Jobs are on everyone’s mind. Recently, a longtime reader sent me the following career note:
“John, this has brought me to my breaking point.
“I understand that we have companies struggling for profitability throughout the U.S., and cutting corners has become everyone’s mantra. However, I never expected for my design services to be outsourced to foreign countries for cheaper rates.
“Earlier today, I was shocked to learn that another former client has outsourced web and graphic design services to a firm in Colombia. Initially I thought they were joking, until it became apparent that the vast majority of the work is being assigned to a Colombian agency for $11.50 US per hour.
“I have already lost a significant amount of business to companies working out of India. Their rate of $30 US per hour was less than half of mine. My client openly boasted about the amount of money he was saving as he gave me a look that said I’d been overcharging him. Evidently, the quality is good enough.
“In all my years as a designer and marketing director, I have never felt so hopeless or disgusted. I can’t be the only one affected by this trend. It’s putting me in a position where I need to be looking for clients once again. The last thing I expected after all these years is for clients to look past my skills and years of experience only to see my services as another commodity to leverage against.”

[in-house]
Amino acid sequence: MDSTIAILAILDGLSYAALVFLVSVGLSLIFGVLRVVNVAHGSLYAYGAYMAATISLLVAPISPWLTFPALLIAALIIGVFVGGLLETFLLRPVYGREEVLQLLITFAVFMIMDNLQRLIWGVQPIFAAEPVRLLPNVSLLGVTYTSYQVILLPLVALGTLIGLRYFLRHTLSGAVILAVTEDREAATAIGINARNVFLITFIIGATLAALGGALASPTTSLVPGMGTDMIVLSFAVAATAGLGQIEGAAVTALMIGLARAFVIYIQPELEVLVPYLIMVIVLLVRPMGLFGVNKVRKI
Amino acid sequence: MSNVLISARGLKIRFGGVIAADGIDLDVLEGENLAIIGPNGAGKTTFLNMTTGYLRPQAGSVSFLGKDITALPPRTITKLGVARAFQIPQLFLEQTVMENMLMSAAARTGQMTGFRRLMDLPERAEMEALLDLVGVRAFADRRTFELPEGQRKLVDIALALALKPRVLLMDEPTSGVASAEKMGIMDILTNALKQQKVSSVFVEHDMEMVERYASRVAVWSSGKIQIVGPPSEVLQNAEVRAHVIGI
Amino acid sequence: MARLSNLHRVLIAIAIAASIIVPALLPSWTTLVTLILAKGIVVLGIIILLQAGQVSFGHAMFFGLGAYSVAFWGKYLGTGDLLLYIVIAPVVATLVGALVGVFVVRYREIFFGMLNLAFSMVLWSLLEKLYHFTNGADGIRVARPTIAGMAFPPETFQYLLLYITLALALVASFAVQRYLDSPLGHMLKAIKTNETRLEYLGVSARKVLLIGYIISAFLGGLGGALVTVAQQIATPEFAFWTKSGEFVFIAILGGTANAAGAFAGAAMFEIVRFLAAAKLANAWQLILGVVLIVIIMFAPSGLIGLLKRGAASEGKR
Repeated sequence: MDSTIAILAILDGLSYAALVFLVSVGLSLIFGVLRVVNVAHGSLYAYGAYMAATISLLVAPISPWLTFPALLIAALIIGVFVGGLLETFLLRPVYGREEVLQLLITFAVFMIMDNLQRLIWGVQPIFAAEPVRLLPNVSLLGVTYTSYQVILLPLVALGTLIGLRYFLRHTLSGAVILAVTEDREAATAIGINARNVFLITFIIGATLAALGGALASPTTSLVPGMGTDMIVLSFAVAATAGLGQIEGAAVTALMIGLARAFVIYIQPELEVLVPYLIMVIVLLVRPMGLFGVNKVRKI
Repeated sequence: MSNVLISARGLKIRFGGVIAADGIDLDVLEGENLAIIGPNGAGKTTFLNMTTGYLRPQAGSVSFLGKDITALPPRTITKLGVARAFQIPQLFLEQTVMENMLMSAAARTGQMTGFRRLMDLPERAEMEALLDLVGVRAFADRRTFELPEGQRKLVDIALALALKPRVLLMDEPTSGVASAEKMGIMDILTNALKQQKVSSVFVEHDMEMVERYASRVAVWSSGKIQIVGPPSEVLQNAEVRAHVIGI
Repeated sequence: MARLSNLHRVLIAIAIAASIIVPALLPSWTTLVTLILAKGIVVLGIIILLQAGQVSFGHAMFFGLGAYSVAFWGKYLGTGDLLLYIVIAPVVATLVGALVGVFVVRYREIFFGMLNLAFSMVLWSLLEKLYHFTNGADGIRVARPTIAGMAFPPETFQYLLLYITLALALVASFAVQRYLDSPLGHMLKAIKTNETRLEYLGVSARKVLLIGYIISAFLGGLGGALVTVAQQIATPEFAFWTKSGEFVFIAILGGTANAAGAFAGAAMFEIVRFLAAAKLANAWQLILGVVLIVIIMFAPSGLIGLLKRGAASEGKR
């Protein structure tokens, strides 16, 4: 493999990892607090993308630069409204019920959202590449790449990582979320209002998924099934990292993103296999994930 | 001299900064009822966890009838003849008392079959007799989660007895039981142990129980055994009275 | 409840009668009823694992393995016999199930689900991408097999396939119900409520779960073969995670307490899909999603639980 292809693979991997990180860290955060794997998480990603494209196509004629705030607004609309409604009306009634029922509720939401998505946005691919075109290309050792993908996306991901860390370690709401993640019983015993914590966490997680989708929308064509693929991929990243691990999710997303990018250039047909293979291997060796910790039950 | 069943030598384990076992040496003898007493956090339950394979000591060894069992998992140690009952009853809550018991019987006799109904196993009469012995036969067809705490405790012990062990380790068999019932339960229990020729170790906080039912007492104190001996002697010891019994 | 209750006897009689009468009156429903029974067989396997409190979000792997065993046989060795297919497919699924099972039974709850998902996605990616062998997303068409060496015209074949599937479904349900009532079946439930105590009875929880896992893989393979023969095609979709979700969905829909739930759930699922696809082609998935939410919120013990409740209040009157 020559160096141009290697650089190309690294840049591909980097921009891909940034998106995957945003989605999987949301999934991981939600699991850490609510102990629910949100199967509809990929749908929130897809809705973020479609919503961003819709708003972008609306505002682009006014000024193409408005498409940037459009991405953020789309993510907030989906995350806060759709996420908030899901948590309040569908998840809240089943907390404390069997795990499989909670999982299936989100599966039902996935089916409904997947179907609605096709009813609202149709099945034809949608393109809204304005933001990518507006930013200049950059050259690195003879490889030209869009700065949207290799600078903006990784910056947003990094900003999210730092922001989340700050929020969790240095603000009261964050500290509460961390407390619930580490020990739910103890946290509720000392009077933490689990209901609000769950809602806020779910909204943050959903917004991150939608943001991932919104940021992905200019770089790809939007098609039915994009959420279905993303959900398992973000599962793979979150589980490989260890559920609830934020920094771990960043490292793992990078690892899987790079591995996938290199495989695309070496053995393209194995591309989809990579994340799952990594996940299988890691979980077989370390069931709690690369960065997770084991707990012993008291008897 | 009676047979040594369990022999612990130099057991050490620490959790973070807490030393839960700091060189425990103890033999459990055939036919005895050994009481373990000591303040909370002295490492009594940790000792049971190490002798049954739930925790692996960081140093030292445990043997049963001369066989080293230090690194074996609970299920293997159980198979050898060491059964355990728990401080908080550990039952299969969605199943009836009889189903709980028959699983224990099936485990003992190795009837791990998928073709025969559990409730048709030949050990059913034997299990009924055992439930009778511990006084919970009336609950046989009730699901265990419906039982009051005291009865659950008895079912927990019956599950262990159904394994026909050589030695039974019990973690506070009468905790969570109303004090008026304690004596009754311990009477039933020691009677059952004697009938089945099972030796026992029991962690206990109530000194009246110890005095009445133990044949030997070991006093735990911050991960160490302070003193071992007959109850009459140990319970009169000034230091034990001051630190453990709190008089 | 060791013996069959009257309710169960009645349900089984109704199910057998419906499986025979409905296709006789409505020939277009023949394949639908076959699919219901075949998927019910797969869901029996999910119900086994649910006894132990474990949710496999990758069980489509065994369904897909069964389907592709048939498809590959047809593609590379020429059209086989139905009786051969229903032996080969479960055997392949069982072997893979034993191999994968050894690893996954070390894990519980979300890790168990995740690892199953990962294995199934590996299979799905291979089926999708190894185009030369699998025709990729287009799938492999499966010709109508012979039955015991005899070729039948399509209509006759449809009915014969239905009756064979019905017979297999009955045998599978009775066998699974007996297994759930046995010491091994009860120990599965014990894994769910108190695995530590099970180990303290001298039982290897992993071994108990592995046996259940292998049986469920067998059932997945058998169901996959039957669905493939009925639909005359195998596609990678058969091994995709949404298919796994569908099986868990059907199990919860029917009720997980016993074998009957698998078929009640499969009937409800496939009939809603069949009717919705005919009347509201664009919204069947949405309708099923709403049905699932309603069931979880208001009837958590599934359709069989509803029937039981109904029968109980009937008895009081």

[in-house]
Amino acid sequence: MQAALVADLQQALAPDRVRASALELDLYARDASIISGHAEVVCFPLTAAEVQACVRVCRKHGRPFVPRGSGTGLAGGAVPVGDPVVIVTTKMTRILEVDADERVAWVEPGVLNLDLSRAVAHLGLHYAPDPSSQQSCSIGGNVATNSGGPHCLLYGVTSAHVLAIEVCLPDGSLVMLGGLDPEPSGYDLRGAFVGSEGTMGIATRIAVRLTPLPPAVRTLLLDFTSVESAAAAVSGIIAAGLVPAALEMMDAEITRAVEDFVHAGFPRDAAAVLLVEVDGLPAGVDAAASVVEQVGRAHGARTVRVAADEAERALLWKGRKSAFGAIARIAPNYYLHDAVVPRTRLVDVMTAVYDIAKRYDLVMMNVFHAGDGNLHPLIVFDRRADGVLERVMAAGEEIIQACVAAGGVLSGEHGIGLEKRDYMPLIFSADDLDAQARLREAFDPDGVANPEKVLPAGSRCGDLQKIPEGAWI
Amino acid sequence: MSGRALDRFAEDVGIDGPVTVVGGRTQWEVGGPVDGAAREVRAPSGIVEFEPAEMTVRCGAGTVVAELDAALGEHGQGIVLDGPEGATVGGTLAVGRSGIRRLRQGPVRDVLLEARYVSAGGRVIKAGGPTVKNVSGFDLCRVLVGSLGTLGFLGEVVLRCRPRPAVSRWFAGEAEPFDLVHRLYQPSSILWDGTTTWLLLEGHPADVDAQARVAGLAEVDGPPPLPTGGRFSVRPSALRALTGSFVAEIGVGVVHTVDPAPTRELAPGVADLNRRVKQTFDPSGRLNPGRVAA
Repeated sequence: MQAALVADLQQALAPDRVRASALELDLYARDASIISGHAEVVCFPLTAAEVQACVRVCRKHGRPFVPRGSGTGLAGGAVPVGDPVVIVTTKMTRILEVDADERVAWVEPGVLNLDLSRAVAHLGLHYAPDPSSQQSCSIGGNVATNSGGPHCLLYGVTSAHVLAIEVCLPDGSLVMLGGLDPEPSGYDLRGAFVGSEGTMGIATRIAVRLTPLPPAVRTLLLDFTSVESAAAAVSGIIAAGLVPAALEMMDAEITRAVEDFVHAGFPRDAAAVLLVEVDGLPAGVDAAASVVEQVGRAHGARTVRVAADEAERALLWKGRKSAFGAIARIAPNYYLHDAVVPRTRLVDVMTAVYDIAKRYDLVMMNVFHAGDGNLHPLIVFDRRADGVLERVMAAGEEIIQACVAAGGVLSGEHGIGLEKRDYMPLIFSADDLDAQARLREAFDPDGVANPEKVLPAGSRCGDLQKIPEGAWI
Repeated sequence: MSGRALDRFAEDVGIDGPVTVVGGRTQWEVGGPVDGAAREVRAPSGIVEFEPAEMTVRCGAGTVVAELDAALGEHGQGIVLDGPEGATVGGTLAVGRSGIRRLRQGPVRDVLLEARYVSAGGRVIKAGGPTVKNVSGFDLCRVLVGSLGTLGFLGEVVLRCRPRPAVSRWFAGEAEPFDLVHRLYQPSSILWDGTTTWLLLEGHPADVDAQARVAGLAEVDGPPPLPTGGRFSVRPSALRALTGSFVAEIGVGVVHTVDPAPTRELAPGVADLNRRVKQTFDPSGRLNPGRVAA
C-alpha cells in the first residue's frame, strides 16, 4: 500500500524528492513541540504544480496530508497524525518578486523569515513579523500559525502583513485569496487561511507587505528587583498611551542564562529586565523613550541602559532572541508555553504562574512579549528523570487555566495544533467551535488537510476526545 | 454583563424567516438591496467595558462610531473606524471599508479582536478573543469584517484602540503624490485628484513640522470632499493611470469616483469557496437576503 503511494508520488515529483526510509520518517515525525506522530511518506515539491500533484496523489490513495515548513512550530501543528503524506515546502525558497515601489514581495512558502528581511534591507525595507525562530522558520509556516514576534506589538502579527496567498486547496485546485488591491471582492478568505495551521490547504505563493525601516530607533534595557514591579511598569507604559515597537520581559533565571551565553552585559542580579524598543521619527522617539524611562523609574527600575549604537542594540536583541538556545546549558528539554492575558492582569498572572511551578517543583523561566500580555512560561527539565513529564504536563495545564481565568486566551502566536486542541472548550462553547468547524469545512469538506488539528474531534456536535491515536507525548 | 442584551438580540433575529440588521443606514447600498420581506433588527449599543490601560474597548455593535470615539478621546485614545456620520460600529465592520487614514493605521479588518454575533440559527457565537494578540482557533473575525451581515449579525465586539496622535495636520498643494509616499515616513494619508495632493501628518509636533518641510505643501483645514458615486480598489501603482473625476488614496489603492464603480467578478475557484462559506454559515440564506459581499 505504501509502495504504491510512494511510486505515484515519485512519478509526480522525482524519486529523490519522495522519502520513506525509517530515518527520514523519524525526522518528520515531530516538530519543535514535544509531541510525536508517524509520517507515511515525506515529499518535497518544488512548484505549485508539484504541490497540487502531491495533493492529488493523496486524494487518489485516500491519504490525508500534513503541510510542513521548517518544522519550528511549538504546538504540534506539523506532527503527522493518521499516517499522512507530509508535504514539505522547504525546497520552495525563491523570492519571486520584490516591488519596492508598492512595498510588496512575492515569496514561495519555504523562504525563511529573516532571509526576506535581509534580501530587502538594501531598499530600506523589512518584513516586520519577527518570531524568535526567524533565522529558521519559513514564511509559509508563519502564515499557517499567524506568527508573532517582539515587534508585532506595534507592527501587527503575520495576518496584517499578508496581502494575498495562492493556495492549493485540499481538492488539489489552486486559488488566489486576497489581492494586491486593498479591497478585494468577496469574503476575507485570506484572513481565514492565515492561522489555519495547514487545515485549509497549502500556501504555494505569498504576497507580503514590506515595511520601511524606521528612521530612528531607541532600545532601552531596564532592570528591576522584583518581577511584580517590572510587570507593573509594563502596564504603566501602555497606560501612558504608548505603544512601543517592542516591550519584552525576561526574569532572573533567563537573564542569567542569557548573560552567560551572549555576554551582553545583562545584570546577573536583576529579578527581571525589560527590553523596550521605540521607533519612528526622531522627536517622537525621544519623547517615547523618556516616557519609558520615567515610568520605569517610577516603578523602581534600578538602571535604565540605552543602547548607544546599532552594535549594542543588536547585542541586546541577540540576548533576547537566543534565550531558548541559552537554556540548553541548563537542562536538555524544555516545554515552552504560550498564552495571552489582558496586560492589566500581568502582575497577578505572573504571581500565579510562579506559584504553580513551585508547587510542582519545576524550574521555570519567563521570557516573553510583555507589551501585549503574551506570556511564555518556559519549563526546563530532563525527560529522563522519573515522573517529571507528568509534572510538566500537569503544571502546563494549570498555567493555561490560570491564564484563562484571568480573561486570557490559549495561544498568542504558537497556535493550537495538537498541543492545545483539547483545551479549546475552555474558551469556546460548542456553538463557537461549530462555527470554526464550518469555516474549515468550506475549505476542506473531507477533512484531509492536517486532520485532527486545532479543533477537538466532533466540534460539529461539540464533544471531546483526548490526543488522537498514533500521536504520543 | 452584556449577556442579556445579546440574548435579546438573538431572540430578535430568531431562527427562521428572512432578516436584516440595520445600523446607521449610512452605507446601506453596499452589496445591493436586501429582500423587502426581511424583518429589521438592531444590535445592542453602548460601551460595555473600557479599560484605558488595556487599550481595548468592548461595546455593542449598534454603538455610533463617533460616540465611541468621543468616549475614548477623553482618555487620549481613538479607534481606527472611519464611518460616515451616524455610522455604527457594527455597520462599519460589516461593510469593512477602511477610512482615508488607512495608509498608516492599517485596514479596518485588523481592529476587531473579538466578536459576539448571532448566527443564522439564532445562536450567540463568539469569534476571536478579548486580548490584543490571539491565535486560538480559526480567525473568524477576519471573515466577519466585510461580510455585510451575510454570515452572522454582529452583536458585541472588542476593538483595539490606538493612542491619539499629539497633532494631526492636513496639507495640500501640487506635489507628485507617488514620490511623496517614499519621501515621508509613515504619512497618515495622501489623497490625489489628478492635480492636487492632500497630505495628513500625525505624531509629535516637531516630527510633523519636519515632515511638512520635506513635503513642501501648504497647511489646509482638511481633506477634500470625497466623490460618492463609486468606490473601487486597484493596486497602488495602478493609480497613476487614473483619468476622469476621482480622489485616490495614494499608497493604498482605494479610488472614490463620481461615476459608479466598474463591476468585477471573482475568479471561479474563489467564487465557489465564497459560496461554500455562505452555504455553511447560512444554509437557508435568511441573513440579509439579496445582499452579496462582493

Dear readers, it’s a difficult position to be in, and painful. Reminds me of the Chutes and Ladders game. The last thing you want near the end of a career is to slide down a long chute back to the beginning, but it’s happening to many.
The recession gets the blame, but it’s more than that. It’s that the world has changed. Technology has erased borders and barriers. Anyone can now connect with anyone, anywhere. Result: We all compete globally, and our high American lifestyle has us at a disadvantage. If Colombian designers can do for $11.50 what you charged $75 for, that’s where the work is going to go.
Recessions end, but this change is permanent. Our world will never again be as it was. It is not a passing phase. It’s a new day.
Global is the new local.
It’s a great time to be young and fresh. For those of us who aren’t, there is loss to suffer. Don’t underestimate your need to grieve, but then get your game face back on, and remember that you have the advantages of experience and perspective. Thing is, the playing field has never been so level. Everyone can compete — or cooperate — with everyone. Literally.
From my vantage point, I can see another perspective. Over three-quarters of our Facebook fans are international, from nations on every continent. They are eager to join the party. When you say of the Indians, “evidently, the quality is good enough,” I can tell you that yes, it is, and often it is better. There is a lot of design talent beyond our borders — educated, clear thinking, visionary, with great enthusiasm and a tremendous work ethic. To us insular Americans, this may be shocking. Get unshocked, and get ready to play. It’s a good thing.
Hey, some Irish kid just tore up the U.S. Open.
Before & After has felt the change, too. For our part, we’re spreading into video, iPad design, podcasts, webinars, and live seminars. Our focus is a little diffused right now; you may have noticed the slowdown. It’s the learning curve.
Keep me posted.